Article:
Edition: Fontana, 1972
Review number: 245
In Death at the Dolphin we return to familiar Ngaio Marsh territory, and to a higher standard of writing, after a sequence containing some of her worst novels. Like some of the best of her earlier works, Death at the Dolphin is set in the London theatre world, or rather, Marsh's slightly fanciful, old-fashioned version of it. The Dolphin is an abandoned theatre, damaged by bombing during the war, which is more or less on the point of being redeveloped by its current owner, the tycoon Vladimir Conducis. The moderately successful director and playwright Peregrine Jay, while in the area, goes to see round it, borrowing the key from the estate agent. While there, he falls into the water-filled hole left by the bomb explosion, and nearly drowns. He is rescued by Conducis, who takes him home and shows him his greatest treasure, a Jacobean child's glove which is accompanied by documentation purporting to show it to have been made for Hamnet, the son of William Shakespeare who died still a child.
Inspired by the glove, Jay writes his best play to date, dealing with the relationships between Shakespeare and his family and those people mentioned in the Sonnets, Mr W.H. and the Dark Lady. Conducis allows the refurbishment of the Dolphin, and Jay's play is put on there (directed by the writer himself). The only interference made by Conducis is to insist on the casting of one Hartly Grove as Mr W.H.; in some ways, this works well (he is the actor Jay had in mind when writing the part), but it introduces a divisive element into the cast. This is because Grove's main hobby is to spend his time winding up other actors, particularly the lead Marcus Knight, famous for his temperamental nature.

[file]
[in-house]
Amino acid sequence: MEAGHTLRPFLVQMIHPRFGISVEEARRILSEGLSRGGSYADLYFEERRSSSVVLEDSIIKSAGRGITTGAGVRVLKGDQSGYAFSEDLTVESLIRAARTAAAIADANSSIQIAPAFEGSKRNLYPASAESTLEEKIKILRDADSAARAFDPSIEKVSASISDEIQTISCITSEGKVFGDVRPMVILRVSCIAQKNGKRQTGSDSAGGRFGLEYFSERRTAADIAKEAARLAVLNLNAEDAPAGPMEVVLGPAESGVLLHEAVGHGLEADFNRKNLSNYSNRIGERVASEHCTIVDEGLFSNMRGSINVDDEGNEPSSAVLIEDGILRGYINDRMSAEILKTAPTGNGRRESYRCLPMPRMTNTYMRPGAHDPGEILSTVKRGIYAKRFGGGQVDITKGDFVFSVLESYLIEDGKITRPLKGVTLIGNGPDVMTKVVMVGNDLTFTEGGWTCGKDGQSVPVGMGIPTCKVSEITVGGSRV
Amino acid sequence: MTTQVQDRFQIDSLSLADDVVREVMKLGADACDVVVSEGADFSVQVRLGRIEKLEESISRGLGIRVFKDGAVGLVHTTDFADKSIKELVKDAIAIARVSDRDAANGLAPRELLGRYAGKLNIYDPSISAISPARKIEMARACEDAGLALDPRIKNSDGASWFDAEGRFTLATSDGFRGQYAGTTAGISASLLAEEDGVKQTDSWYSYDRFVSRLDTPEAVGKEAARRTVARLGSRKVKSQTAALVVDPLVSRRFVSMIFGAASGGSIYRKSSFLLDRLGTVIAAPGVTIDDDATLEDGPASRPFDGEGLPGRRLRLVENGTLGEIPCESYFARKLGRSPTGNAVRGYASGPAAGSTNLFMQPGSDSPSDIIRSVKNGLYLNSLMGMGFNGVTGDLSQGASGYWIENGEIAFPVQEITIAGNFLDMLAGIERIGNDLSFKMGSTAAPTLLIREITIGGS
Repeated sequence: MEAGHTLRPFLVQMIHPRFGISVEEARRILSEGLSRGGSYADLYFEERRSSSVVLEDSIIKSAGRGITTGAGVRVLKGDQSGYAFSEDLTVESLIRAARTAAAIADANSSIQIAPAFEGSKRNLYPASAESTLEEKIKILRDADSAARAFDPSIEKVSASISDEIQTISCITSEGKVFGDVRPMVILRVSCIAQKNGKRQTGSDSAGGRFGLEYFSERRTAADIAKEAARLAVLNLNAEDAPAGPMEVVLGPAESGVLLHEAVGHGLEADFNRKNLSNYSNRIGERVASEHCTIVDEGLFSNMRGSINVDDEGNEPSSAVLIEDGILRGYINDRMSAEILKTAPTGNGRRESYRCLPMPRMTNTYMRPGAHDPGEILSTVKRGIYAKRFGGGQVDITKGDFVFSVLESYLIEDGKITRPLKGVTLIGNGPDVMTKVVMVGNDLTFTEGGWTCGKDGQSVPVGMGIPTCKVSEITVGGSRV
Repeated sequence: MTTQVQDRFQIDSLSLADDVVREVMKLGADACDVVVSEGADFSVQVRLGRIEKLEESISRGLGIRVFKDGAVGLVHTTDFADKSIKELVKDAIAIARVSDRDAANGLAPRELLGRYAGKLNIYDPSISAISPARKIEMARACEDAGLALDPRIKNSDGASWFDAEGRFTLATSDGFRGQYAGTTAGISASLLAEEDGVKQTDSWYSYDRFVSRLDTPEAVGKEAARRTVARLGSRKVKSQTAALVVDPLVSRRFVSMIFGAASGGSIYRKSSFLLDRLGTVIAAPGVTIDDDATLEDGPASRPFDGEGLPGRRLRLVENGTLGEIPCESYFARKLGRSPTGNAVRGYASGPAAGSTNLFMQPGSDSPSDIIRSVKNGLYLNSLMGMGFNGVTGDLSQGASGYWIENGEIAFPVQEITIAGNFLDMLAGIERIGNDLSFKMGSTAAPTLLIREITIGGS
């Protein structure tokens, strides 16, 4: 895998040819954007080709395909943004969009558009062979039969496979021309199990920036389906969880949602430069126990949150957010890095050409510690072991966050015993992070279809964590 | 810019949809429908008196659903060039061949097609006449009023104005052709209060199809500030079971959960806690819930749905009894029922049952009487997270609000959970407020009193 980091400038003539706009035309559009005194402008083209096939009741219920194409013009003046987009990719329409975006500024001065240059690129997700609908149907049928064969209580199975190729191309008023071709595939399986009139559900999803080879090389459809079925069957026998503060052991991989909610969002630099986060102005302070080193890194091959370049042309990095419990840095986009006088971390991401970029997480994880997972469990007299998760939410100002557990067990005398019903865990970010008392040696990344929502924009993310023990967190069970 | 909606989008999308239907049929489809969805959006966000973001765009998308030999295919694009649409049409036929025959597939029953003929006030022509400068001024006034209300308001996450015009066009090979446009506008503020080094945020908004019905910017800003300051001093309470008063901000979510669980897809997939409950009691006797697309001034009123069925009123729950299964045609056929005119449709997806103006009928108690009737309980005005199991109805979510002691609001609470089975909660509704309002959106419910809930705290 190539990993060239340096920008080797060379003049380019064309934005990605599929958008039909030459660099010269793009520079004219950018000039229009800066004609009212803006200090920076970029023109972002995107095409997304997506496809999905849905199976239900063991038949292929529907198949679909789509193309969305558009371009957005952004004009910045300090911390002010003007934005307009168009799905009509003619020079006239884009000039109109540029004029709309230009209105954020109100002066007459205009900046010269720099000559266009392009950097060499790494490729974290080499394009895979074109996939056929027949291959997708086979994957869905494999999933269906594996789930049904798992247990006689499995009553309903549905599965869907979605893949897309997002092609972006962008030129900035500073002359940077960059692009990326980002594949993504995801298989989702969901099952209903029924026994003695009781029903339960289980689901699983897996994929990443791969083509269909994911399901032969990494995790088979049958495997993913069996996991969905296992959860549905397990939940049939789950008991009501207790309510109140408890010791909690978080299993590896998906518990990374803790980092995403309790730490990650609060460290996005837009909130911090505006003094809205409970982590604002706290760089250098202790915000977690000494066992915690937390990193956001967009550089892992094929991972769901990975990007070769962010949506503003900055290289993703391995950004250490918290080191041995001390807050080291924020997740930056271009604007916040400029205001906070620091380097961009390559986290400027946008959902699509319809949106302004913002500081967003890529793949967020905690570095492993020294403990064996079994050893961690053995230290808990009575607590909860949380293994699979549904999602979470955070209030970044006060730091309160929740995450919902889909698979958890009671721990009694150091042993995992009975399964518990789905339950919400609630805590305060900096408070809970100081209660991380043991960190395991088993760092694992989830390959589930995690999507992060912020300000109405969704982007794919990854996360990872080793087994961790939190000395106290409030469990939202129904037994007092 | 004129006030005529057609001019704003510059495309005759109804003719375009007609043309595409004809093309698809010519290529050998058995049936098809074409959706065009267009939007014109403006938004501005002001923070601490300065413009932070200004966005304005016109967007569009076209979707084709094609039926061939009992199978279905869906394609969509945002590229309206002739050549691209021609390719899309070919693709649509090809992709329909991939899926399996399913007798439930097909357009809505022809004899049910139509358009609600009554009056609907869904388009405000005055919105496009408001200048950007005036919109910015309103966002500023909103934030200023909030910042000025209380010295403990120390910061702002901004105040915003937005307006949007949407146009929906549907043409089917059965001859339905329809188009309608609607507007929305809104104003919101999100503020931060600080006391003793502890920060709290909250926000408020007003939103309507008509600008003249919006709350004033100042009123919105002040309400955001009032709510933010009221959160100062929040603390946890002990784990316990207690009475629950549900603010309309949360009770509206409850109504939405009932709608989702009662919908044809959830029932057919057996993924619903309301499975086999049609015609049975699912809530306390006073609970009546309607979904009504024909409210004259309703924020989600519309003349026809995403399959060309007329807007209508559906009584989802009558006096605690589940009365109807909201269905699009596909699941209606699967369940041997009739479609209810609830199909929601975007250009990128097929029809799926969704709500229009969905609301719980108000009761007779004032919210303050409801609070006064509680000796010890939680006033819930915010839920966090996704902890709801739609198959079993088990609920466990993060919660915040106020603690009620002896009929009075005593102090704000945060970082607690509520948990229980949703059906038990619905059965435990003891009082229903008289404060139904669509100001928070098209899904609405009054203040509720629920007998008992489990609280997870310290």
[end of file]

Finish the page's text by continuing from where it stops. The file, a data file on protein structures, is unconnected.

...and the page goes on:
The play goes on, and is a success, particularly with the glove as an exhibit in a glass case in the theatre. But then disaster strikes, as an apparent robbery goes badly wrong with the murder of the night watchman and serious injury to the child actor playing Hamnet Shakespeare.
Death at the Dolphin is something of an exception to the general rules that tend to govern the quality of Marsh's novels. It is set in one of her standard backgrounds, and one that is somewhat stylised in her portrayal; and it contains a reference to death in the title. Its success is perhaps due to the fact that despite Marsh's love of the stage, there is a considerable gap separating the previous theatre novel, Opening Night, from this one. (False Scent, which falls about midway between the two, involves members of theatrical professions, but is not really set in the world of the theatre in any essential way.)